For the first time in Olympic history, the final torchbearers did not light a cauldron: instead, they fitted the torch into the centre of a large stylised snowflake, constructed from placards bearing the names of the delegations competing in the Games.[47] Three similar snowflakes were also erected as public flames, with one outside of the stadium lit by a volunteer, one in Yanqing District lit by speed skater Yu Jongjun, and the third in Zhangjiakou lit by skier Wang Wezhuo.[46]

Closing ceremonyEdit

The closing ceremony of the 2022 Winter Olympics was held at Beijing National Stadium on 20 February 2022; it included a cultural presentation, closing remarks, and the formal handover to Milan and Cortina d'Ampezzo as hosts of the 2026 Winter Olympics.[48]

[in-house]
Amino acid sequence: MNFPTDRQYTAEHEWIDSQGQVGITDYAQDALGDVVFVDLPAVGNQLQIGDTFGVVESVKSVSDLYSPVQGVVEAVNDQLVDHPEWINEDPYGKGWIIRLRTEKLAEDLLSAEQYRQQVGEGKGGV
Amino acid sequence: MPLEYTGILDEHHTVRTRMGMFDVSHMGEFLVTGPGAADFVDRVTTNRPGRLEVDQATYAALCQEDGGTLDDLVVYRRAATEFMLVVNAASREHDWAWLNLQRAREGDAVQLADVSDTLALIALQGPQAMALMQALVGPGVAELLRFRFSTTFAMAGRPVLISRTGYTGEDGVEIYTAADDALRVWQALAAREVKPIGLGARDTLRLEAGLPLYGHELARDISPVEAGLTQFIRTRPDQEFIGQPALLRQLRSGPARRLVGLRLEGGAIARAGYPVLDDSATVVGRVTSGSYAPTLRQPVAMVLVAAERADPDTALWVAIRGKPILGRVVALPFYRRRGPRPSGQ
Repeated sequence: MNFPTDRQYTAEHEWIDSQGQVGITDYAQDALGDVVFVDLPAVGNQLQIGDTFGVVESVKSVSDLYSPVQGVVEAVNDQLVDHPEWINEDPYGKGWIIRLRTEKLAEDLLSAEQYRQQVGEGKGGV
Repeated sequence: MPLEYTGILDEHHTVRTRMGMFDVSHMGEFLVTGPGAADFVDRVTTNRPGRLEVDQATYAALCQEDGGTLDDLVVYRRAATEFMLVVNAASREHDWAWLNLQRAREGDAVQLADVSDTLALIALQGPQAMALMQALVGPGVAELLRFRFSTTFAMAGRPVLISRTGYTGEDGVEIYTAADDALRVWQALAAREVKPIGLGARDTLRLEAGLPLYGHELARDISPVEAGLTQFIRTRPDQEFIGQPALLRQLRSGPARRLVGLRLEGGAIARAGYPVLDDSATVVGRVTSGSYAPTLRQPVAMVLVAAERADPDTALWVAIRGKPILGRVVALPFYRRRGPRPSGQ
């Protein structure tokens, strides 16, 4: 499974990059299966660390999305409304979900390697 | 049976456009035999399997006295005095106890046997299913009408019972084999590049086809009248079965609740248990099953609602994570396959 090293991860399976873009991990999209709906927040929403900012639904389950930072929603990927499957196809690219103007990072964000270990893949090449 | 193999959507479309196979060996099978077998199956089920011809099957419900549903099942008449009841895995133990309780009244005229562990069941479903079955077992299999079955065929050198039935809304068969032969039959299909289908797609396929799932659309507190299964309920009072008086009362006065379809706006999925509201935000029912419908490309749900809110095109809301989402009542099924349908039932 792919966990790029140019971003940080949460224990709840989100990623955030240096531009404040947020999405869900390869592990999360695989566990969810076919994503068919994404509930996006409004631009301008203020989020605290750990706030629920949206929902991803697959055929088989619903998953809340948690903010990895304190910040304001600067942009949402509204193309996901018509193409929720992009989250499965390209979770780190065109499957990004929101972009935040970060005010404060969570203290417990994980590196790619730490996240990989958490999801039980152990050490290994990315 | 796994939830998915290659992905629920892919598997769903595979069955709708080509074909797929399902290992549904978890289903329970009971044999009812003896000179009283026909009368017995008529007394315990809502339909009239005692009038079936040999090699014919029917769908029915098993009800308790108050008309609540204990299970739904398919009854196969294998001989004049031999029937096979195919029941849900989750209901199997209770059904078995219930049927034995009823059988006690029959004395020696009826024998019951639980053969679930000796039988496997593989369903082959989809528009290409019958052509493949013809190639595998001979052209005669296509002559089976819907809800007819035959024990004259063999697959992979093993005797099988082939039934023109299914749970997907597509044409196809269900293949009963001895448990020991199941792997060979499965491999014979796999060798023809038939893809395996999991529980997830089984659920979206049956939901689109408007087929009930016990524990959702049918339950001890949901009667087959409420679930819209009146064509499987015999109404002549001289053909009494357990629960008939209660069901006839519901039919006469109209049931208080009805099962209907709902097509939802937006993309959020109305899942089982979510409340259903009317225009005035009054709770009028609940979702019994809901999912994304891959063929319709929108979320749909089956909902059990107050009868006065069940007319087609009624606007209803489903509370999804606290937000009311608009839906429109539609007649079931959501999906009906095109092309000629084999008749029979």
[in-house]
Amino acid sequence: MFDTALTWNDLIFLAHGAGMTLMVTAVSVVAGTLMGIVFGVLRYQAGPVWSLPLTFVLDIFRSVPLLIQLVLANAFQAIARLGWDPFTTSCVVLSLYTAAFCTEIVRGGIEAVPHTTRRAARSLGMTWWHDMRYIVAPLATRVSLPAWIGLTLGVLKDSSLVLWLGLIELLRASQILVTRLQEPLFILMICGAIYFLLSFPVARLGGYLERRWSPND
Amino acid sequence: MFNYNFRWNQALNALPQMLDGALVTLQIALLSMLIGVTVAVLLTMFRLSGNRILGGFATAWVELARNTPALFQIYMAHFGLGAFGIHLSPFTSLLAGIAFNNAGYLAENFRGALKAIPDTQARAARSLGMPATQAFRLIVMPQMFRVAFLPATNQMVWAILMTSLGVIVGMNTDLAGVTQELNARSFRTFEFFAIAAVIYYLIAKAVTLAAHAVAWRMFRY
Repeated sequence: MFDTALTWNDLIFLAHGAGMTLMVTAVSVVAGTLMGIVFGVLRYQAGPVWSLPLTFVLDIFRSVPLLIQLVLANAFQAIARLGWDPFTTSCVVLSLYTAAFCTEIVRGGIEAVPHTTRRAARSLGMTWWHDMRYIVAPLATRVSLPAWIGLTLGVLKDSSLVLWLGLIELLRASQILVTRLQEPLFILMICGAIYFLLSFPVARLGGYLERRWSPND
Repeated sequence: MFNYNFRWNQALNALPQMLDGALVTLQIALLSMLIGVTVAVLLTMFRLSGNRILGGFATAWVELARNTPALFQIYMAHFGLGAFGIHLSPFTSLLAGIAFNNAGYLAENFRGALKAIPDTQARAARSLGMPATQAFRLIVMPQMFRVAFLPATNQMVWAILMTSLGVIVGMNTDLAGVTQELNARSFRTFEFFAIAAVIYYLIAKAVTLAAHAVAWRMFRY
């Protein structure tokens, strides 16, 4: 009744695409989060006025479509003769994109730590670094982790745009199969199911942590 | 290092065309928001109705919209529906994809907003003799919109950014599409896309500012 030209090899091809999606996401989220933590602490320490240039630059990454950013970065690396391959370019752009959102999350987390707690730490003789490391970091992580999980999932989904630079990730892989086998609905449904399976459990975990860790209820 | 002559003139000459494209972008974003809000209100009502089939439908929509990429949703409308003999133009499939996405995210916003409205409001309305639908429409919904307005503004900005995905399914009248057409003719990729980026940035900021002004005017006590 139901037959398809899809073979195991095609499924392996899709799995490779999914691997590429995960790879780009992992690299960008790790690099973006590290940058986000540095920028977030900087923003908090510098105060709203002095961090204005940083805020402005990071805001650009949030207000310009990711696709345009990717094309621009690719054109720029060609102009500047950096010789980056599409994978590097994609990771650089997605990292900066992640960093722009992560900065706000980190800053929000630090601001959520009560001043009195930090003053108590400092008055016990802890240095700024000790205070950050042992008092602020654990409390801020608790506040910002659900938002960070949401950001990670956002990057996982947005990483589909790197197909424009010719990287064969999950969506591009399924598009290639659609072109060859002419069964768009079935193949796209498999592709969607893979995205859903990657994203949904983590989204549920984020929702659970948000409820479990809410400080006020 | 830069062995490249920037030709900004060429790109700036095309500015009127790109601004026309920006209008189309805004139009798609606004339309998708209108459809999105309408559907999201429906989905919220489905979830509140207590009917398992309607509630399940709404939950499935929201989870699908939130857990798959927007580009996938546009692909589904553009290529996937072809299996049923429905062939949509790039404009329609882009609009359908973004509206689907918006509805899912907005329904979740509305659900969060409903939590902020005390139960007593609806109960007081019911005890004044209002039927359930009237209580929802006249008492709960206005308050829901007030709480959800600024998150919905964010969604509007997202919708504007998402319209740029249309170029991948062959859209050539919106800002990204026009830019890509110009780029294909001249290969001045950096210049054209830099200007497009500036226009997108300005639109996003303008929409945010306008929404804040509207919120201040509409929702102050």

SportsEdit

The 2022 Winter Olympics include a record 109 events over 15 disciplines in seven sports.[49] There are seven new medal events, including men's and women's big air freestyle, women's monobob, mixed team competitions in freestyle skiing aerials, ski jumping, and snowboard cross, and the mixed relay in short track speed skating.[50]

Numbers in parentheses indicate the number of medal events contested in each discipline.

New eventsEdit